Background Photographs and Videos: Emotion takes centre-stage

December 29, 2016

photosvideosWords, tone and body language together help us when we communicate with people. It is not an easy task to set the tone and send the right message across without hand gestures, expressions and few random anecdotes. As a speaker, your job is to carefully align the thoughts of your audience with yours and quell all the prejudices with which they joined the conversation. Tough, but not impossible.

Things can get much tougher when you do not have the advantage of using either body language or verbal communication. Consider the case of designing web pages. Website happens to be the main marketing and communication tool for any company. It has a large responsibility for promoting and assuring the onlooker that your business is trustworthy. The challenge is enormous, and the attention spans are minuscule. You need to set the context right in less than 5 seconds and gain the confidence of users.

Information overload, attractive colours, vibrant graphic elements and a lot more were tried over a period. Some didn’t work, and some continue to work until today. But none works the way a picture would do if the need is to set an emotion as a tone.

Consider this; you are an owner of a play school and are in need of a website. Your designer comes up with a representation that has a varied degree of vibrant colours and a lot of graphical elements that please children. Might also have added a rhyme or two looping in the background! But the fact is, all of these do not matter. Because parents are the ones, who see the website and not the wannabe kindergarten graduates. And all that a parent needs, in this case, is an element of assurance that his/her kid is going to be safe and happy. They would expect an emotional tone of ‘reliability’. Just reimagine the layout with a background photograph that has a collage of pictures of kids playing OR a few happy kids having a laugh OR just a large photograph of a teacher and a child standing in front of the school with compassion written all over the teacher’s face!

The tone gets set.

Photographs do the job of setting the emotional tone perfectly. And a short-length video running in the background does even better.

Photographs in the background

Few words of caution

Photographs or Videos in the background are great. But, please make sure you keep the following things in mind, before going for that approach.

  • Layouts, with photographs playing a dominant role, have everything dependent on the way the picture is snapped. The photograph’s content, composition and tone become the properties of your website. If you fail to get the picture right, then the site can fail as well. So be very careful with stock photos.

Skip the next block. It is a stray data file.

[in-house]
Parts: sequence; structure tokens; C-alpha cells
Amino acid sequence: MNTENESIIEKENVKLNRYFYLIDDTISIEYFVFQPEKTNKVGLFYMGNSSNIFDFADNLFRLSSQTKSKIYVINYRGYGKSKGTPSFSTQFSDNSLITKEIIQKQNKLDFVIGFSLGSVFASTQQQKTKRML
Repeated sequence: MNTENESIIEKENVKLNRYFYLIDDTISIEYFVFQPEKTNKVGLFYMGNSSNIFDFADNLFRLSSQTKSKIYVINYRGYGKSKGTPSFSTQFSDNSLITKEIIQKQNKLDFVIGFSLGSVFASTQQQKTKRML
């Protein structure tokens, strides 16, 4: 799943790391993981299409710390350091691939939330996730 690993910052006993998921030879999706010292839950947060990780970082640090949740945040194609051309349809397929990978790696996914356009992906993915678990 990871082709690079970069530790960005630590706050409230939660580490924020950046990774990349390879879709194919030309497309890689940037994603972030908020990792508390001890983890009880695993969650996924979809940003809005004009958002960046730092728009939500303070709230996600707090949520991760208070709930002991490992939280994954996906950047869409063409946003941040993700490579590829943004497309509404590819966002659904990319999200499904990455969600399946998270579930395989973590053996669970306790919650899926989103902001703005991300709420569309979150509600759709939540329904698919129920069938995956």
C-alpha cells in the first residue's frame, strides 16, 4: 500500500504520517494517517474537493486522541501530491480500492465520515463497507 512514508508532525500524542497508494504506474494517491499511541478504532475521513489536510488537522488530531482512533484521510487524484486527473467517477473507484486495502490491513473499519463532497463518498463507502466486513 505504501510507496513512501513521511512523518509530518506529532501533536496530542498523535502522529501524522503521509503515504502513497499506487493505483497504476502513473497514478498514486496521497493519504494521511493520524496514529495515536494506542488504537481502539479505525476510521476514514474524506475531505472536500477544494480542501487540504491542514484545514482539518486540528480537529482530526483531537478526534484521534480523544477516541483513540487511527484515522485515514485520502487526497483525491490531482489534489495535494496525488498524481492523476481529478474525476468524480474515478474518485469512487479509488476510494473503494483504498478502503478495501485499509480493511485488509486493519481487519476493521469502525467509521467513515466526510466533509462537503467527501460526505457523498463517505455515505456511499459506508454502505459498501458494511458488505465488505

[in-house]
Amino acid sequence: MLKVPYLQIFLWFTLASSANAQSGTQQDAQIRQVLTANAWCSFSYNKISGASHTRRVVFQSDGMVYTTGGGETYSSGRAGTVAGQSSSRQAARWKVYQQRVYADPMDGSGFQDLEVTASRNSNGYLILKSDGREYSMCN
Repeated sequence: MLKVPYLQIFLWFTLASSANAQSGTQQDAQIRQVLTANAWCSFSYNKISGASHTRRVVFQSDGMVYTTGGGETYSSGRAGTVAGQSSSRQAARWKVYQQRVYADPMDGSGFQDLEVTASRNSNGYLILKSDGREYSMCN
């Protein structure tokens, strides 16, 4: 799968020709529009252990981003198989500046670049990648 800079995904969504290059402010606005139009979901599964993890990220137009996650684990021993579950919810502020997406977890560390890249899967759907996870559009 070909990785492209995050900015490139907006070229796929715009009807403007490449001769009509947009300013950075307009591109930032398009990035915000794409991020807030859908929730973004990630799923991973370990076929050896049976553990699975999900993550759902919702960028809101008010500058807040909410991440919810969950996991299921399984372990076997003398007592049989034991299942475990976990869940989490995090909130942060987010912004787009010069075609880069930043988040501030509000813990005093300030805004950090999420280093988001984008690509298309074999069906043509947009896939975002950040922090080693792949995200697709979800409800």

• Is it necessary for you to set a strong emotional tone or is it fine even without that? In other words, can you do the job without pictures? If the answers are yes and no respectively, then choose photographs.
  • Background videos can be distractive if they are loud in their content and busy with activity. Get your videos shot according to the need and if possible, try to obscure them with the help of a foreground colour in a subtle manner. And that foreground colour needs to aid the emotion and not disturb it.
  • It can be a challenge placing text over the photographs/videos. Obscuring layers, Text shadows and gradient overlays are few techniques you may employ.

Subtle obscurer over the photograhs to enhance the visibility of text


Background photographs and Videos add a lot of excitement and emotional value to storytelling. When used with sensibility, they can establish great user engagement.


2 comments on “Background Photographs and Videos: Emotion takes centre-stage

  1. Graham Armfield

    I think that background videos can be problematic on a couple of levels.

    The first issue is around accessibility. You mention briefly about the movement behind the content. For some, the movement can be too distracting even if the video movement is not ‘busy’. If the video plays sound, it can mask the user’s screen reader output causing problems for them when trying to interpret the content on the page. These groups of people may not be able to deal with video that starts automatically and so may abandon the site – not the desired result.

    My second issue is around bandwidth. Whilst some of us may be on fast broadband with few bandwidth restrictions, that’s not true for everyone. In remote locations, connection speeds can be slow, and/or people might be paying for their data connection – on tablets or mobile devices. Do we want to burden our users in this way just to access our site?

    1. Vasu

      I should have mentioned about the videos to be used with audio muted.
      And I agree with you on the bandwidth concerns. Both Photographs and Videos are a bit of a luxury regarding bandwidth. I would certainly not advocate anyone to burden the users, but if the demographics of the users do not show a significant threat on the bandwidth, then photos as a carrier of emotion is a decent choice.

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